Polio-free Chad: UNICEF quarterly newsletter on the polio eradication initiative in Chad, October 2013

Report
from UN Children's Fund
Published on 24 Oct 2013

On the occasion of the World Polio Day, we are pleased to share with you the third issue of the UNICEF Quarterly Newsletter on polio eradication efforts in Chad.

Polio eradication efforts in Chad have yielded excellent results over the past 15 months. By the end of 2012, the total number of new infections had dropped by more than 95%, and this year, there have been no new cases of WPV to date.

The engagement of the Chadian Government, whose president declared an all-out war on the virus back in 2009, has played a key role in reaching a crucial milestone on June 14th of this year, after 12 consecutive months without a new case of WPV.

Support from partners such as the Bill and Melinda Gates Foundation, the Government of Japan, USAID, CDC Atlanta and Rotary International has been decisive, and without which operating agencies on the ground including UNICEF and WHO would not have been able to put in place the structures and implement the strategies that helped enable such a promising result.

In Chad, and despite sizable challenges (dispersed populations, difficult terrain, insufficient knowledge on good family practices, frail cold chain system and lack of qualified health workers just to name a few), real progress was made, and the country is now on its way to becoming polio-free.

Efforts were intensified across all facets of the Eradication Initiative, from the complete overhaul of the country’s cold chain system to the deployment of more than 45 national communication staff to increase community awareness trough working with community and religious leaders, to special campaigns targeting previously hard-to-reach beneficiaries such as nomadic groups and refugees, to the recent implementation of the Reaching Every District (RED) strategy, and the revitalization of the country’s immunization programme, efforts were not spared.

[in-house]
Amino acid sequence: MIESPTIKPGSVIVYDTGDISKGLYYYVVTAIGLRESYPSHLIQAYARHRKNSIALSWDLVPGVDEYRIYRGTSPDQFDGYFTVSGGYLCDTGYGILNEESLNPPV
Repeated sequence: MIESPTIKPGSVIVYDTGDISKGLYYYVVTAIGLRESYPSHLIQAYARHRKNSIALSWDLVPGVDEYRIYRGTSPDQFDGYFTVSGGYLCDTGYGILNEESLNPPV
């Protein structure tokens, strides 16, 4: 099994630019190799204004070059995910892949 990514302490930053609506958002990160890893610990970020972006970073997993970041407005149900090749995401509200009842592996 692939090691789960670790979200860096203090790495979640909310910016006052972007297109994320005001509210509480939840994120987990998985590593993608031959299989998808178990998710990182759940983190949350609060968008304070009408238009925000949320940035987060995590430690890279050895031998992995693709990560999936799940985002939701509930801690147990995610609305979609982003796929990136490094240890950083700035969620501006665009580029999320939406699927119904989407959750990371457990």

Notwithstanding this promising result, the cVDPV situation in Chad remains a source of concern. Five cases have been confirmed this year, prompting a dense schedule of localized mop-up campaigns.

In this new edition of Polio–Free Chad, and as we celebrate the important eradication milestone that has been reached in June 2013, we try to shed the light on working with traditionally hard-to-reach communities of nomadic tribes, along their seasonal migration routes across the southern borders with the Central African Republic.

Communication for Development in the Chadian context, and being one of UNICEF’s flagship disciplines, is also featured in this edition of Polio-Free-Chad, alongside a number of human interest stories and a photo gallery that we hope will give you a feel for our work on the ground here.

We hope this newsletter will serve you well as a tool to obtain periodic information updates and generally as a channel for improved interaction between partners.

Thank you for your continued support to polio eradication efforts in Chad.

Yours sincerely,

Bruno Maes